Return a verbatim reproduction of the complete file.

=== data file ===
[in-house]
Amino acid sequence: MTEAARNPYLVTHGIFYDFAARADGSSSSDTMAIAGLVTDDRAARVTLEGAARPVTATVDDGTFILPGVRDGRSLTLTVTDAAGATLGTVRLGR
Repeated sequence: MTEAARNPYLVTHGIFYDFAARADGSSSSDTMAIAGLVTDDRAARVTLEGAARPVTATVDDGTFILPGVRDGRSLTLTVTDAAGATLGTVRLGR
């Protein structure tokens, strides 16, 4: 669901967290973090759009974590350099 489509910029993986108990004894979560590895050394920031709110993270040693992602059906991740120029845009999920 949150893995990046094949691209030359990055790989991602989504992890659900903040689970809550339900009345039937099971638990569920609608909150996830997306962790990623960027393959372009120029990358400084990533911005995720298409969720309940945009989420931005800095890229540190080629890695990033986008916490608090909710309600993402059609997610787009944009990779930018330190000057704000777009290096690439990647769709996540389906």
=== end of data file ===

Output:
[in-house]
Amino acid sequence: MTEAARNPYLVTHGIFYDFAARADGSSSSDTMAIAGLVTDDRAARVTLEGAARPVTATVDDGTFILPGVRDGRSLTLTVTDAAGATLGTVRLGR
Repeated sequence: MTEAARNPYLVTHGIFYDFAARADGSSSSDTMAIAGLVTDDRAARVTLEGAARPVTATVDDGTFILPGVRDGRSLTLTVTDAAGATLGTVRLGR
């Protein structure tokens, strides 16, 4: 669901967290973090759009974590350099 489509910029993986108990004894979560590895050394920031709110993270040693992602059906991740120029845009999920 949150893995990046094949691209030359990055790989991602989504992890659900903040689970809550339900009345039937099971638990569920609608909150996830997306962790990623960027393959372009120029990358400084990533911005995720298409969720309940945009989420931005800095890229540190080629890695990033986008916490608090909710309600993402059609997610787009944009990779930018330190000057704000777009290096690439990647769709996540389906």